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League of Legends funnel strat is back because Riot didn’t check it

A new League of Legends funnel strat involving has taken over the MOBA, and players are berating Riot for not finding it during their Preseason tests

League of Legends funnel strat is back because Riot didn't check it: A man with black short hair and a blond streak wearing a white jacket with a green collar holds a vial of green gas that swirls around him to form a snake

Another year, another bout of League of Legends funnel strategies. First discovered in China and Korea, an interaction between some of the MOBA‘s new jungle and mid items sees the solo laner take jungle summoner Smite and switch intermittently with their jungler.

As part of the major jungle overhaul in League of Legends preseason 2023, players can now venture into the great unknown with an all-new jungle companion. The starting item for each Pokemon-style pet, however, is what’s causing the interaction between mid and jungle.

When you buy one of the new jungle starter items, you are given 40 treats for your companion. When you kill a large monster, you get bonus treats, which in turn gives your character 50 gold. If the mid laner buys and then then sells the jungle starter item, they can take advantage of the treats stacking and the cash flowing.

As the game moves on, the mid laner can then switch with the jungler and start farming their camps, earning an extra 50 gold for ever monster killed because of the treats stacking. This is demonstrated in Rainbow Flavour’s video below.

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Players have been quick to voice their complaints about this on the game’s dedicated subreddit, prompting a response from Riot Games’ gameplay analyst Ray ‘RayYongii’ Williams. “This is known and we have mitigating tactics in mind,” they write, going on to clarify “to refer to your point about testing, no we didn’t test funnel extensively.”

This may come as a bit of a surprise, especially how game-breaking and straight up annoying these strats can be when they pop up – and they do so semi-frequently. “We spend a majority of the preseason dev time on tuning the game for the 99.9%, and when a niche abuse case pops up (like funnel) we ensure we have the levers to fix it when it does.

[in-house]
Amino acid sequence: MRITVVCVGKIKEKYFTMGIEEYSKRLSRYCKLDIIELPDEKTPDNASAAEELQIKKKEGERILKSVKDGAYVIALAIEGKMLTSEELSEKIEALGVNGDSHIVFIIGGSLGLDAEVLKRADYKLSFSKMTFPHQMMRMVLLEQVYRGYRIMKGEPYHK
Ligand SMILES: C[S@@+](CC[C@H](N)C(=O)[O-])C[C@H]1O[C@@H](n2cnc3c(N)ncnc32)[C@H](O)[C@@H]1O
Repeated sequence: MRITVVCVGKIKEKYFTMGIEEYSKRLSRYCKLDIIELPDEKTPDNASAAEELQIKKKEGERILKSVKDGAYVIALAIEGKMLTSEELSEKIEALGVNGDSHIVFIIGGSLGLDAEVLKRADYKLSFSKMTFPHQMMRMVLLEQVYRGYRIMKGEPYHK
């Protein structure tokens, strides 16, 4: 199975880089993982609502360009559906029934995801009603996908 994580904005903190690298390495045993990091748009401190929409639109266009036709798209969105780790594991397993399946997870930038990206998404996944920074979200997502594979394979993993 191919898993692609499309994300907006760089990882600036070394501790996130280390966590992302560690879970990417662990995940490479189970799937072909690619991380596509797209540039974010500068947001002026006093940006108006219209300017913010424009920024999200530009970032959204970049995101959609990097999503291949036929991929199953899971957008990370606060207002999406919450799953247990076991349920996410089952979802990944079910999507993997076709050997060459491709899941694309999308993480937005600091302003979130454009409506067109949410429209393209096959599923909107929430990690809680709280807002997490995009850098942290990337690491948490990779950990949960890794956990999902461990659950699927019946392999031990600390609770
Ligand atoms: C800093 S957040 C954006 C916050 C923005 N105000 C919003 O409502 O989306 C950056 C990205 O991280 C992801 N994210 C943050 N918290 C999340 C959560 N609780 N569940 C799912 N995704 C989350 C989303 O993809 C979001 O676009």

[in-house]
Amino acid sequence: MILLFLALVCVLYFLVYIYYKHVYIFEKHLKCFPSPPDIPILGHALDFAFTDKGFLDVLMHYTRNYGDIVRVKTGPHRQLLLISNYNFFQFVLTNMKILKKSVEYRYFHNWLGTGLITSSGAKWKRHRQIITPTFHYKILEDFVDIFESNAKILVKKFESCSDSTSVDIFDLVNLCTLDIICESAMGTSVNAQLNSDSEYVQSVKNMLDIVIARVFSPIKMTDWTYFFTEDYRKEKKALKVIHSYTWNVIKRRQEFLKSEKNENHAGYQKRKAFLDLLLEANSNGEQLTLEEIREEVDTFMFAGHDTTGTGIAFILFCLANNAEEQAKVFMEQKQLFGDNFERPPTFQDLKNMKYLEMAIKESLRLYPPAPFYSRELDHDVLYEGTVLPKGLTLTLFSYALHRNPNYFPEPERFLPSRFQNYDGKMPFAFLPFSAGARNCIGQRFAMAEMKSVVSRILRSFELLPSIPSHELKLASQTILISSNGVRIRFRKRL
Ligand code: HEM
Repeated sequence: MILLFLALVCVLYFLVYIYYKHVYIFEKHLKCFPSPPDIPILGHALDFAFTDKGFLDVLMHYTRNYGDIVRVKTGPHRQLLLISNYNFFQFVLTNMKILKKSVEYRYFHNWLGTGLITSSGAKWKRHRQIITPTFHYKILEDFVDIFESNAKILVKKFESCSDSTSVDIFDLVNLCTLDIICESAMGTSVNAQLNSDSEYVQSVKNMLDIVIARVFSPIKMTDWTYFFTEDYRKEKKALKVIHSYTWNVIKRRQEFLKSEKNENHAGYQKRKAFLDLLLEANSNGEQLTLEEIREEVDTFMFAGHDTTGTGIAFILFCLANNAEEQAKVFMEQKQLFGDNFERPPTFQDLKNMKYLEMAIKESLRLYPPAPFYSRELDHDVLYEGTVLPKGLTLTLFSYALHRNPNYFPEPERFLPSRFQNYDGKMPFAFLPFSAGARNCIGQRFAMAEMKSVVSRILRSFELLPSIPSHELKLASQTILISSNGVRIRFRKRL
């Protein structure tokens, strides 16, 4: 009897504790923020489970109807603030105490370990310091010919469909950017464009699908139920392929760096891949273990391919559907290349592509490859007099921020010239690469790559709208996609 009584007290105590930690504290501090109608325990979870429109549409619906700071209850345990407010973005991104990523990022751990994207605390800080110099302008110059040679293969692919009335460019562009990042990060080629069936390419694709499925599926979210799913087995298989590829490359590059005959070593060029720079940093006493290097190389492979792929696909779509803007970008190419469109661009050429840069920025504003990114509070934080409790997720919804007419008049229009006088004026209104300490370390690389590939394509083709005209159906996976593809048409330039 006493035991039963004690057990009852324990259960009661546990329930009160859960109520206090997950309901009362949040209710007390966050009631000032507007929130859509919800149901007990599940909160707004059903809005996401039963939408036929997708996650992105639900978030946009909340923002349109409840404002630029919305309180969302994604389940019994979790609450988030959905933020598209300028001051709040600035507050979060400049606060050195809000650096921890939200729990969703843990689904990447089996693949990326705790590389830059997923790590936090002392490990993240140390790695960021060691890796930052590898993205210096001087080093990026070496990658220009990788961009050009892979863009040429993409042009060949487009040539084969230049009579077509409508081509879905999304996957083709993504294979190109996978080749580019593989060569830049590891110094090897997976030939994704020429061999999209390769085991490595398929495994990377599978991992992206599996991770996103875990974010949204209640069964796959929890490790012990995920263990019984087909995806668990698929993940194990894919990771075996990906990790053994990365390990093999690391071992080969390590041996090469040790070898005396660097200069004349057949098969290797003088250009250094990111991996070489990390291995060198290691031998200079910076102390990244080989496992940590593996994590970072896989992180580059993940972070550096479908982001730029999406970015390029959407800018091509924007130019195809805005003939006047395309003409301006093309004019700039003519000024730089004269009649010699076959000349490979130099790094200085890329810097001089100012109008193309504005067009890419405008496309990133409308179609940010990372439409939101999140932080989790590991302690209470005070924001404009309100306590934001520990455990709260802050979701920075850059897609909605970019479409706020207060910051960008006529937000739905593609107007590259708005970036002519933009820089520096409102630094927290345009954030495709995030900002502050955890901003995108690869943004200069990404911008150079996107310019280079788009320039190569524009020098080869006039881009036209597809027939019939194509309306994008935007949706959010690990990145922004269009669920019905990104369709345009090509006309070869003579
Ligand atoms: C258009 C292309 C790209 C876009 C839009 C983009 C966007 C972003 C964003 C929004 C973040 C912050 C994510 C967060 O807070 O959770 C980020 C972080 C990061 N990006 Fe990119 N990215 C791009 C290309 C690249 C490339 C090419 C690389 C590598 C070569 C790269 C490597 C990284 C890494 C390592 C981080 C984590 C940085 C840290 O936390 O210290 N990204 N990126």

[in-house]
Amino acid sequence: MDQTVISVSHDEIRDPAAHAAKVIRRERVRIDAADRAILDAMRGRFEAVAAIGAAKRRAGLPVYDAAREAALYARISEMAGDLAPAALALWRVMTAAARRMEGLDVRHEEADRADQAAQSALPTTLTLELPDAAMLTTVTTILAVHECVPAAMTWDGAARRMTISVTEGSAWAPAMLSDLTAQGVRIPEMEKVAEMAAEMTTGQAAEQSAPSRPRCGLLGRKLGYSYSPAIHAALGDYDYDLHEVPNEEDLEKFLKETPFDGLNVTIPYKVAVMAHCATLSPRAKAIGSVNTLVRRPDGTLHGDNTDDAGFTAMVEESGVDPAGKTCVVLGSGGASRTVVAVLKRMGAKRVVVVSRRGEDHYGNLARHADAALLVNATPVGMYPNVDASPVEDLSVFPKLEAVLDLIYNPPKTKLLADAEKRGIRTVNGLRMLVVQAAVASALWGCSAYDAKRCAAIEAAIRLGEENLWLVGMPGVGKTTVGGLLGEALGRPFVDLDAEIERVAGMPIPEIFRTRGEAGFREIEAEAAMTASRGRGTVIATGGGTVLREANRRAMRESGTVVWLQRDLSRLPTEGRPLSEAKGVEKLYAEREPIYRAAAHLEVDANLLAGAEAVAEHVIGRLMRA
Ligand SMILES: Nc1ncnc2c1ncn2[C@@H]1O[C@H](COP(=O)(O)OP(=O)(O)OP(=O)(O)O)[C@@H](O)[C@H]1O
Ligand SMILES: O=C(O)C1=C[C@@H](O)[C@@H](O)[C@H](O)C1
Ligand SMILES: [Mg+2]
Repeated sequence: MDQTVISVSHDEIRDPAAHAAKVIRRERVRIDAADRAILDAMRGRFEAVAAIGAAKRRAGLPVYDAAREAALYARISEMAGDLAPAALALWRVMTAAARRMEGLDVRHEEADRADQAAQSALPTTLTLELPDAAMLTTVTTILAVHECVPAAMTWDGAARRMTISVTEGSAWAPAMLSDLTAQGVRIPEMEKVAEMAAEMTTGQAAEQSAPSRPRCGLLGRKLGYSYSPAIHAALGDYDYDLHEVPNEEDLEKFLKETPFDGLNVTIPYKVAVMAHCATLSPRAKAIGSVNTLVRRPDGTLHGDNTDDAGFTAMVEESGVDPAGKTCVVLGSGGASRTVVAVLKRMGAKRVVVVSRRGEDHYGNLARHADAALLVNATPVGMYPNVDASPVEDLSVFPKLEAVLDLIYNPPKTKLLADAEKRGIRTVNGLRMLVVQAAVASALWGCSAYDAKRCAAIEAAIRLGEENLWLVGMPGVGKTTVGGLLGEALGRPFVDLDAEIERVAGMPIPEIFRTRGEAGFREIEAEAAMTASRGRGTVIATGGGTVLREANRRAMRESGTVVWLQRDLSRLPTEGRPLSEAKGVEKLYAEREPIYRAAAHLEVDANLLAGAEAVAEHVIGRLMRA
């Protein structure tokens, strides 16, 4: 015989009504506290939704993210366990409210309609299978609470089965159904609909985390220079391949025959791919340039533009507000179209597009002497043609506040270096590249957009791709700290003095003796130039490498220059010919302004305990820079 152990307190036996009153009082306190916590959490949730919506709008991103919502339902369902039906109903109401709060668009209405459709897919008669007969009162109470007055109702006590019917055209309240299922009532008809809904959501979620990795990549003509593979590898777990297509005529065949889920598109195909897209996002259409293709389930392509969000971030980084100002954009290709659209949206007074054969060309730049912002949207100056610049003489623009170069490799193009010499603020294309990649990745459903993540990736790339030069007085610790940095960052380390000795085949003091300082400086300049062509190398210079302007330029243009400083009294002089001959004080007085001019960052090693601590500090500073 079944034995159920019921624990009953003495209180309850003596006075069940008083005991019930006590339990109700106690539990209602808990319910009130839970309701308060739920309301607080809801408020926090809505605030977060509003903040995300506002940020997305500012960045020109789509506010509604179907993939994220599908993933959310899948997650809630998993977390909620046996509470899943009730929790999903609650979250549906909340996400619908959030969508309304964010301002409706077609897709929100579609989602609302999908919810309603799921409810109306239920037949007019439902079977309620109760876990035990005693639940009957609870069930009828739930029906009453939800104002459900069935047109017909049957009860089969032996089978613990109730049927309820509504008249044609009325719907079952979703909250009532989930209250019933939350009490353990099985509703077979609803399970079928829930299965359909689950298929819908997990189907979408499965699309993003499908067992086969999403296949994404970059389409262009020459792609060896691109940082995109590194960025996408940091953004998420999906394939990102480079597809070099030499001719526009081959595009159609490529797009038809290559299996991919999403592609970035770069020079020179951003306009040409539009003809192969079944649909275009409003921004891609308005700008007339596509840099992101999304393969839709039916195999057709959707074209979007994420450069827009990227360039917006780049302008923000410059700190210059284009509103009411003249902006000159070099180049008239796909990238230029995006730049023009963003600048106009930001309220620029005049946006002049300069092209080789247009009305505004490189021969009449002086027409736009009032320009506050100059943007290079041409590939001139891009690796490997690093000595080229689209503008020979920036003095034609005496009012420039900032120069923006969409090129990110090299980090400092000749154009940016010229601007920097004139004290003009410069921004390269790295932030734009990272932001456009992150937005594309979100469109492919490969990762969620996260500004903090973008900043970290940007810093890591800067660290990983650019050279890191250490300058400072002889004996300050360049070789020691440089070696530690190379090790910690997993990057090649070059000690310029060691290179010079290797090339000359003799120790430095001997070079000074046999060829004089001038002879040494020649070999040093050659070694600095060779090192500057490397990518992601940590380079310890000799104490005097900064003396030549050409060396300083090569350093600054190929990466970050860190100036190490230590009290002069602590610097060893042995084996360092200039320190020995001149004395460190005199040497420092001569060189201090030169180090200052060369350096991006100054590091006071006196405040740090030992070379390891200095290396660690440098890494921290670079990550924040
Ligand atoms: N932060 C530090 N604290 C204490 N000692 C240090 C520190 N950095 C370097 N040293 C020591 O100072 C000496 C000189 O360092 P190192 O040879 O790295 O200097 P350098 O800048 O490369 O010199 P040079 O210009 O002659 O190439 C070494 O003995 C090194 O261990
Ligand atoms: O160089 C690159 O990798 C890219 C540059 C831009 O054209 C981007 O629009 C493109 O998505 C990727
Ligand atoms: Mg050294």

“Rather than spend time inefficiently anticipating, testing, and mitigating these strategies pre-ship, we instead observe preseason and make adjustments at 5% the cost.”

This, as you can imagine, isn’t exactly what players wanted to hear. The idea that Riot isn’t bullet-proofing its updates before they go out has been read as lazy by some within the community, with one fan shooting back “so we are unpaid beta testers then?”

“That is one way of interpreting,” Williams replies. “The other way is that we run a live service game that balances around player trends and metas, and spending time trying to anticipate the player behaviour of millions of unique users will never result in the same quality of game for players as reacting to the feedback they are giving.

“It’s a balancing act. We do plenty of internal testing but testing funnel (played by 0.001% of players) vs testing a common pick (played in 5% of games) is an easy decision.”

Another fan clarifies that funnel here isn’t the problem, it’s the item interaction itself. Unfortunately, it turns out Riot hasn’t tested for this, either. “Yeah to be fair with the cookies, they went through a LOT of code changes (to fix bugs) which introduced functionality pretty late in testing that we weren’t aware of,” Williams comments.

“Intuitively I (like you) would expect zero cookies without Smite so I never tested it personally or asked someone about it, but at any time that could have been inadvertently added and nobody checked. That’s how these bugs (and therefore exploitative gameplay patterns) hit live.”

Reassuring fans that “but, just like how we talk about it now, it’s very easily fixable,” at least the treats have now been flagged.

I can see two sides of this debate. Of course, things will slip through the cracks, however given that the issue with the treats is pretty significant and they’re now a huge part of the game, it’s probably worth trying to exhaust every angle possible before pushing live. I’m not a game developer, of course, and I understand that nothing can be perfect, but this seems like a pretty huge exploit to me.

Hopefully Riot sorts this one out soon, but in the meantime be sure to get ahead of the curve with the League of Legends 12.22 patch notes. You can also check out how much you’ve spent on League of Legends – but then again, this funnel strat is probably depressing enough, isn’t it?